Roots of STEM: Books and ideas for real world problem solving in your classroom
Problem Solving in Middle Elementary
How might you integrate a STEM/problem solving approach and connect to the Common Core in the middle elementary grades? Consider the scenarios below:
Early in the year, a third grade teacher establishes a culture of inquiry, posing many questions throughout the day, encouraging students to ask questions, and giving opportunities to investigate answers. In addition to informational texts for their science and social studies themes, there are books in the classroom library about inventors, innovators, building, structures, the way things work, numbers, patterns, math concepts, and how things are made. These become read-alouds when appropriate. An anchor chart keeps track of student thinking about what scientists, inventors, and engineers do, the “big ideas” they are learning throughout the year, and cross-cutting concepts—all from the Next Generation Science Standards.
This teacher works diligently to help students apply the Common Core literacy standards to their work in the content areas. During Reader's Workshop students may choose to read a variety of texts related to STEM themes throughout the year: magazine articles, poems, fiction, and informational text. The teacher frequently searches for complex texts with a STEM focus on sites like Readworks for close reading. There is a balance during guided reading of fiction and informational text, and the teacher continually has students provide evidence from the text to support their thinking.
During Writer's Workshop, students learn how to write detailed procedures and lab reports to capture what happens during hands-on experiments in science. Writing is emphasized during math time as well, as students explain their thought processes for word problems and graphically represent their ideas.
The teacher takes students out into the field monthly to collect samples from the pond near the school, each time focusing on a different aspect of the water: temperature, pH, clarity, etc. Students practice listening and taking notes from guest speakers from the state's agency of natural resources and the local wastewater treatment plant, and from video clips on various topics related to the grade level curriculum units about water and the water cycle.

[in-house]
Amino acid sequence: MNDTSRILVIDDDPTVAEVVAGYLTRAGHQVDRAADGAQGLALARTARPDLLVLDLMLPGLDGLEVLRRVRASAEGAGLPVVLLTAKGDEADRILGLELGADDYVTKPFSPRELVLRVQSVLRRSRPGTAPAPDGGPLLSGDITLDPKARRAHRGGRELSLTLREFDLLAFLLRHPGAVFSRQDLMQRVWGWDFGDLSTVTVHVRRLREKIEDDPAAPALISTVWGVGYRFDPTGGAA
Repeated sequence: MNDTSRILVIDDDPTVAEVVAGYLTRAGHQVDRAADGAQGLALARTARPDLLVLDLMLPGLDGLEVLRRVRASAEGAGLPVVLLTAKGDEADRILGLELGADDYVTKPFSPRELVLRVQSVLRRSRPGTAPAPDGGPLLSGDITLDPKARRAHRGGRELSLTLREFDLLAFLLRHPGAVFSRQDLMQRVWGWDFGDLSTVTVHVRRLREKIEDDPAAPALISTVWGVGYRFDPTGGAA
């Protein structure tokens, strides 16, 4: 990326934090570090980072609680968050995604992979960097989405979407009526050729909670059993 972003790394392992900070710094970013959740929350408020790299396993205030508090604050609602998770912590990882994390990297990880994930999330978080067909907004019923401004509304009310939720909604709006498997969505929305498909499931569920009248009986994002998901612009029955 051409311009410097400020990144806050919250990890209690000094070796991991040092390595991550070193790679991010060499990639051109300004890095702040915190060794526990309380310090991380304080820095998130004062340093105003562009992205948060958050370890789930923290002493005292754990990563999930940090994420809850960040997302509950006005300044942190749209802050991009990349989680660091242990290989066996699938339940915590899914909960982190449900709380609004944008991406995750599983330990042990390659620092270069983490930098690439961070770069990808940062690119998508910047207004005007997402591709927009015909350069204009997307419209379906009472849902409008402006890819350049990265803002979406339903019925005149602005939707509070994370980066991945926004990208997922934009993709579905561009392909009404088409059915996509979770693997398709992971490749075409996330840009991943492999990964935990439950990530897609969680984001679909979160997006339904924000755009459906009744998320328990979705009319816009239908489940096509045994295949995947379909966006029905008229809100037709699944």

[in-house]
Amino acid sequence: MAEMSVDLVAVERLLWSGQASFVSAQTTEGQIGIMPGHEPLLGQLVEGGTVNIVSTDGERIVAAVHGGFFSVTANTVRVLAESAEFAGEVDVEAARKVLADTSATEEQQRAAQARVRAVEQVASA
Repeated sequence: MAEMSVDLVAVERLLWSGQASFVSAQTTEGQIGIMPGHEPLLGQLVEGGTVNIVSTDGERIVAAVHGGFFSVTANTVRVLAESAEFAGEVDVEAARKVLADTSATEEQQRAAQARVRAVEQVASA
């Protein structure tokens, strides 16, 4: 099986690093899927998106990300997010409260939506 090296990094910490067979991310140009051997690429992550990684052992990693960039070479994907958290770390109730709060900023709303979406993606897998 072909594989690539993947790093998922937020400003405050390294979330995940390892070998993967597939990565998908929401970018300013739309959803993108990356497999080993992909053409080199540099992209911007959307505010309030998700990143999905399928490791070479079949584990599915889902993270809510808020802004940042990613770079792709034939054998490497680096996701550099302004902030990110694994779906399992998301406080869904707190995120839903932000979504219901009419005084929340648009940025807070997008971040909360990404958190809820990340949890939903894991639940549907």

A fourth grade teacher continues to build upon skills introduced in earlier grades. Students are comfortable with the design process and understand that problem solving is part of everyday life. This teacher models the use of technology as a means to an end. To flatten the classroom walls and prepare students for a more global perspective in fifth grade, the teacher partners with a teacher colleague in another part of the country and collaborates on projects that satisfy both of their local curricula. His students use Google Apps in a variety of ways to plan, document, and share learning in real time. Students use other web tools like VoiceThread and Skype in the Classroom to connect with each other or with practitioners in fields related to their studies. ( Since Voicethread, once free, is now fee-based, an alternative would be to use student blogs and to find professionals and other students to comment on the blogs by using your class Twitter account.)
In the spring, these fourth graders compete in a team challenge around an original mechanical design as a culmination of their work with simple machines, electricity, and magnets. Teams reflect upon their process and create videos to share their biggest “takeaways” using iMovie on iPads from the school library.
Reading suggestions for middle elementary students
In addition to these books about inventors and inventions recommended by TeachersFirst, consider the books and article below as you create STEM text sets at this level:
Fleming, Candace. Papa's Mechanical Fish. ISBN: 978-0-374-39908-5. Lexile: 480.
Loosely based on the work of inventor Lodner Phillips (who made a number of improvements to early submarines), this is a delightful tribute to the stick-to-it-iveness of inventors and innovators.
Harper, Charise Mericle. Imaginative Inventions. ISBN: 0-316-34725-6. Lexile: IG800.
With rhyming verse and colorful childlike illustrations, Harper tells the stories behind inventions of interest to children: potato chips, animal crackers, the Frisbee, roller skates, marbles, and more. Great fun!
Maestro, Betsy and Giulio. The Story of the Statue of Liberty. ISBN: 0-688-05774-8. Lexile: 740.
This simple text will give students new appreciation for the design process and the building process for one of our nation's most powerful symbols. Additional information at the end includes a timeline of dates, facts about a number of the engineers, and subsequent repairs and restorations.
“Reaching for the Sky: A History of Great Buildings.” An article for grade 4 from Readworks
Spilsbury, Louise and Richard. Can Buildings Speak? ISBN: 978-1-842-34523-8. Lexile: not available
This book will get students thinking about architecture and the decisions architects make about shapes, patterns, and materials as they relate to the purpose for the building. Students can be invited to apply concepts to their own building projects.